Plant reproduction

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Plant reproduction is the production of new individuals or offspring in plants, which can be accomplished by sexual or asexual reproduction. Sexual reproduction produces offspring by the fusion of gametes, resulting in offspring genetically different from the parent or parents. Asexual reproduction produces new individuals without the fusion of gametes, genetically identical to the parent plants and each other, except when mutations occur. In seed plants, the offspring can be packaged in a protective seed, which is used as an agent of dispersal.

Asexual reproduction may happen through budding, fragmentation, fission, spore formation and vegetative propagation. Plants have two main types of asexual reproduction in which new plants are produced that are genetically identical clones of the parent individual. Vegetative reproduction involves a vegetative piece of the original plant (budding, tillering, etc.) and is distinguished from apomixis, which is a replacement for sexual reproduction, and in some cases involves seeds. Apomixis occurs in many plant species and also in some non-plant organisms. For apomixis and similar processes in non-plant organisms, see parthenogenesis.

Natural vegetative reproduction is mostly a process found in herbaceous and woody perennial plants, and typically involves structural modifications of the stem or roots and in a few species leaves. Most plant species that employ vegetative reproduction do so as a means to perennialize the plants, allowing them to survive from one season to the next and often facilitating their expansion in size. A plant that persists in a location through vegetative reproduction of individuals constitutes a clonal colony; a single ramet, or apparent individual, of a clonal colony is genetically identical to all others in the same colony. The distance that a plant can move during vegetative reproduction is limited, though some plants can produce ramets from branching rhizomes or stolons that cover a wide area, often in only a few growing seasons. In a sense, this process is not one of reproduction but one of survival and expansion of biomass of the individual. When an individual organism increases in size via cell multiplication and remains intact, the process is called vegetative growth. However, in vegetative reproduction, the new plants that result are new individuals in almost every respect except genetic. A major disadvantage to vegetative reproduction, is the transmission of pathogens from parent to offspring; it is uncommon for pathogens to be transmitted from the plant to its seeds (in sexual reproduction or in apomixis), though there are occasions when it occurs.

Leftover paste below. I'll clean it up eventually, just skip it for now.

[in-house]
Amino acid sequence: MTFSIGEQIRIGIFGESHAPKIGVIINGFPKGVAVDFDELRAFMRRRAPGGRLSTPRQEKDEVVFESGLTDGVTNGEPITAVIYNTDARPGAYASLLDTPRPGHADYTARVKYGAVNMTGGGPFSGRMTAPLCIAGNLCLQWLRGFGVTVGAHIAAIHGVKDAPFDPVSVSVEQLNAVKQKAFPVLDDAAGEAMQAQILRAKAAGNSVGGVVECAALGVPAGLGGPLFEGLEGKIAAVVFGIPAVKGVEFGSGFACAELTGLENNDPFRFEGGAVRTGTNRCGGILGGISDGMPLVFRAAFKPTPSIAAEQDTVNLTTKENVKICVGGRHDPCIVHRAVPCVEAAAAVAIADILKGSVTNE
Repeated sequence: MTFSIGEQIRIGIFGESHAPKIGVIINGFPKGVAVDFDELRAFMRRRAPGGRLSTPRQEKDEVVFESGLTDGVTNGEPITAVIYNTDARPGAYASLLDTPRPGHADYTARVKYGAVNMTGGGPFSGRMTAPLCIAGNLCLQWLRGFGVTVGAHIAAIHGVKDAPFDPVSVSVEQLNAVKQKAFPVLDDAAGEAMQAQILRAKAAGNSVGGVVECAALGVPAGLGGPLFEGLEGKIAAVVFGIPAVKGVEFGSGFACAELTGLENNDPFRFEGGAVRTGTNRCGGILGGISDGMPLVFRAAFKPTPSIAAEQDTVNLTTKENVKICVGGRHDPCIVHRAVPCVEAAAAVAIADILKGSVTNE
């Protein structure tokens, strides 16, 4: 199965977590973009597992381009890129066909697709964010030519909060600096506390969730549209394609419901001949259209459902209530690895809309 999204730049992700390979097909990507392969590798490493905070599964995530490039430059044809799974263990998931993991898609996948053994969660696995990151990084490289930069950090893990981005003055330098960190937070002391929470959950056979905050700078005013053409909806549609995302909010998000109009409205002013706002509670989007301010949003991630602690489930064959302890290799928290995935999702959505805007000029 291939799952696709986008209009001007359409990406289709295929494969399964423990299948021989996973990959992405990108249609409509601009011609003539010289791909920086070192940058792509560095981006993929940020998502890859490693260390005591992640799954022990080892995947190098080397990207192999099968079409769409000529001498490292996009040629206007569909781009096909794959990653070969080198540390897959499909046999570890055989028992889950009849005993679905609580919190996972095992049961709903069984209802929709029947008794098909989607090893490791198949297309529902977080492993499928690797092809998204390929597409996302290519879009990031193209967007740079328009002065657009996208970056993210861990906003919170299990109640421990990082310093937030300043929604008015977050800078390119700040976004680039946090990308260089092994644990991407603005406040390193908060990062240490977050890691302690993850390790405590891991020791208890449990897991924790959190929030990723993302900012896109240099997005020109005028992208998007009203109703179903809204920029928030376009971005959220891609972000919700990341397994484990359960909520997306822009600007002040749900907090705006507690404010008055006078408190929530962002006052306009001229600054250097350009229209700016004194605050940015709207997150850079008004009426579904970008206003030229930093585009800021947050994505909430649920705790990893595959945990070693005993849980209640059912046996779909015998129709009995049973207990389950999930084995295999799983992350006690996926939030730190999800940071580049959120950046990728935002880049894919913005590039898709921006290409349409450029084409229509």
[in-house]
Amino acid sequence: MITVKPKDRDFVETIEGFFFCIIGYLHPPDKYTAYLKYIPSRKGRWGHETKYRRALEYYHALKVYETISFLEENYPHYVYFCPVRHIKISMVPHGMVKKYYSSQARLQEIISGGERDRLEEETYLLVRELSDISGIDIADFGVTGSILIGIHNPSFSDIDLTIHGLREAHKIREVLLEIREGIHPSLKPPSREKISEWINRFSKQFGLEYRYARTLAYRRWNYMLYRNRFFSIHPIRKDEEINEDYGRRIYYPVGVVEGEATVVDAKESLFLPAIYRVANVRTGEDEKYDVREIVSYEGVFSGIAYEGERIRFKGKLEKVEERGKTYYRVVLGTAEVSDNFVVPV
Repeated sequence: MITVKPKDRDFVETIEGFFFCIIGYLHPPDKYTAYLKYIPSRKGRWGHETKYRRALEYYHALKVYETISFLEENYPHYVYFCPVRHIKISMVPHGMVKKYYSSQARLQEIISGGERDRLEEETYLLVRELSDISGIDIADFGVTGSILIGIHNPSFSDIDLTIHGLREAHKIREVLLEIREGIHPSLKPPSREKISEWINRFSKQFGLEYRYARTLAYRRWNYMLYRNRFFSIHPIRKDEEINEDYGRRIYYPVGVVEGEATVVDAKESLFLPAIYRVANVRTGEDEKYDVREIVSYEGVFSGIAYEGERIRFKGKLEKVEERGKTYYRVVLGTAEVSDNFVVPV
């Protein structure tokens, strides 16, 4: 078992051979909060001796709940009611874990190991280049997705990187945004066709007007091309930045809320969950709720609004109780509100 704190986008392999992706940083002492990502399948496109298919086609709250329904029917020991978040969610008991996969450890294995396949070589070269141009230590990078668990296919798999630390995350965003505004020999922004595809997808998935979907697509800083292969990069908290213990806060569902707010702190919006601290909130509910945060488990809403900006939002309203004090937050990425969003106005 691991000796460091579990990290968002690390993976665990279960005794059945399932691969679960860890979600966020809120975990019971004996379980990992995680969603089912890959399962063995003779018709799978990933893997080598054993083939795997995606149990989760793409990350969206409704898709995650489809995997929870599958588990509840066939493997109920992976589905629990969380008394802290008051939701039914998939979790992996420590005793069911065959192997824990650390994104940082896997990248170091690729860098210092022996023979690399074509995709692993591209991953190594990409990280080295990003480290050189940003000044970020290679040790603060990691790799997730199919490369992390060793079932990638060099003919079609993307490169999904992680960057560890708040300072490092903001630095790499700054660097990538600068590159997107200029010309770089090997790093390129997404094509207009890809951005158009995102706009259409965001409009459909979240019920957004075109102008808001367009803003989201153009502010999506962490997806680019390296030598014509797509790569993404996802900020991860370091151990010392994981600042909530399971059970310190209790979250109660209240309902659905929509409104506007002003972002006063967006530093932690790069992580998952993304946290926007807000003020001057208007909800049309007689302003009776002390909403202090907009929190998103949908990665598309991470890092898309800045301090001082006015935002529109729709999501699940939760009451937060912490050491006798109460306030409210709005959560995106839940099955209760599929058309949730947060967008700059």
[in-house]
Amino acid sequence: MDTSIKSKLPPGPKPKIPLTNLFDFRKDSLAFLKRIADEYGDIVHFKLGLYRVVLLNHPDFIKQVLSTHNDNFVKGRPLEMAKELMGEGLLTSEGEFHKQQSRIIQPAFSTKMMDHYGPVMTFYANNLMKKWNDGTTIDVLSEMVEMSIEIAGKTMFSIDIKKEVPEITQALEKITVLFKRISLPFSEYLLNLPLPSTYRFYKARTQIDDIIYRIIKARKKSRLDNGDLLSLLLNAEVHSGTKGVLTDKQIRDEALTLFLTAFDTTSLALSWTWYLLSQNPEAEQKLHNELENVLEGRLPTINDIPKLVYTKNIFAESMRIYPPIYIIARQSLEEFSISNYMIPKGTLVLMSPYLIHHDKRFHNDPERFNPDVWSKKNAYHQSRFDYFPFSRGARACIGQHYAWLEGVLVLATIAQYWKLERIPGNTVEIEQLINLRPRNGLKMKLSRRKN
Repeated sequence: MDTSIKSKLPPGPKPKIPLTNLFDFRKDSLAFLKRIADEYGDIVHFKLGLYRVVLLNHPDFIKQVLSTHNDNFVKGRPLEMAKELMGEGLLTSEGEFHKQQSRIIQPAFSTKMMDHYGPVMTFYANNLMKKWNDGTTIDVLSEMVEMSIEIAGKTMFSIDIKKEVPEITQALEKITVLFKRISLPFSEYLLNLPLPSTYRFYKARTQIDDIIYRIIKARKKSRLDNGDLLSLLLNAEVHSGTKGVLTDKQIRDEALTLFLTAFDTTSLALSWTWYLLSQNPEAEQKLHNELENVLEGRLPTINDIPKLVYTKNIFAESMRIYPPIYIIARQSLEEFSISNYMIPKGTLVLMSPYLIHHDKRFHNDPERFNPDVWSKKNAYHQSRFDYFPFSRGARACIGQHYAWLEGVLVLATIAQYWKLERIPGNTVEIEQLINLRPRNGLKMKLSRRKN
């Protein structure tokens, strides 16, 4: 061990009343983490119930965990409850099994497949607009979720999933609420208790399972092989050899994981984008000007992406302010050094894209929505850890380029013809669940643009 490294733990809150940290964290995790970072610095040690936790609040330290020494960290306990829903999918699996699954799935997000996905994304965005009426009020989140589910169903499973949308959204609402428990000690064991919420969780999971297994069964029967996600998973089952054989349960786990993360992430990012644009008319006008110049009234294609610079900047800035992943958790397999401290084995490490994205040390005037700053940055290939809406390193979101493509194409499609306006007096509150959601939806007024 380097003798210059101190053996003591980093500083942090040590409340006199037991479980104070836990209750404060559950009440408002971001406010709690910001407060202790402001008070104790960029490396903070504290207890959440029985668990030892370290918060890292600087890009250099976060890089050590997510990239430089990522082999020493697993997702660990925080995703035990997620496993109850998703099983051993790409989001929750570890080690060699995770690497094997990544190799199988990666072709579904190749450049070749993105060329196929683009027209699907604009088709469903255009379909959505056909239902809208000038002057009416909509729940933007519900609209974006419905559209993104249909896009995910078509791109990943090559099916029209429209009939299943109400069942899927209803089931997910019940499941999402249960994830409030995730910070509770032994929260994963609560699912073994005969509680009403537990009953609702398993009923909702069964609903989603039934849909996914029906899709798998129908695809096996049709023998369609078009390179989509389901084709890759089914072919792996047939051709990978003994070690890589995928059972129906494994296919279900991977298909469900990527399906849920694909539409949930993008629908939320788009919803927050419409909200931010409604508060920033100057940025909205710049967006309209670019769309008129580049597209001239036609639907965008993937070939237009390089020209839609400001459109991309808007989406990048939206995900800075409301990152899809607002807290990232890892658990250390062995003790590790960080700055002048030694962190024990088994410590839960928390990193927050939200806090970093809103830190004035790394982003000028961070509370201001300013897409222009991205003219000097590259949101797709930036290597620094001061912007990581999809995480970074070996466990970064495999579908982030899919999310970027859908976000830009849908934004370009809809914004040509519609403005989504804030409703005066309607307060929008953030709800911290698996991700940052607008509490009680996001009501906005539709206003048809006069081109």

Seeds generated by apomixis are a means of asexual reproduction, involving the formation and dispersal of seeds that do not originate from the fertilization of the embryos. Hawkweed (Hieracium), dandelion (Taraxacum), some Citrus (Citrus) and Kentucky blue grass (Poa pratensis) all use this form of asexual reproduction. Pseudogamy occurs in some plants that have apomictic seeds, where pollination is often needed to initiate embryo growth, though the pollen contributes no genetic material to the developing offspring. Other forms of apomixis occur in plants also, including the generation of a plantlet in replacement of a seed or the generation of bulbils instead of flowers, where new cloned individuals are produced. Asexual reproduction is a type of reproduction where the offspring comes from one parent only, thus, inheriting the characteristics of the parent.

A rhizome is a modified underground stem serving as an organ of vegetative reproduction; the growing tips of the rhizome can separate as new plants, e.g., polypody, iris, couch grass and nettles.

Prostrate aerial stems, called runners or stolons, are important vegetative reproduction organs in some species, such as the strawberry, numerous grasses, and some ferns.

This page was last edited on 13 April 2018, at 15:56.
Reference: under CC BY-SA license.

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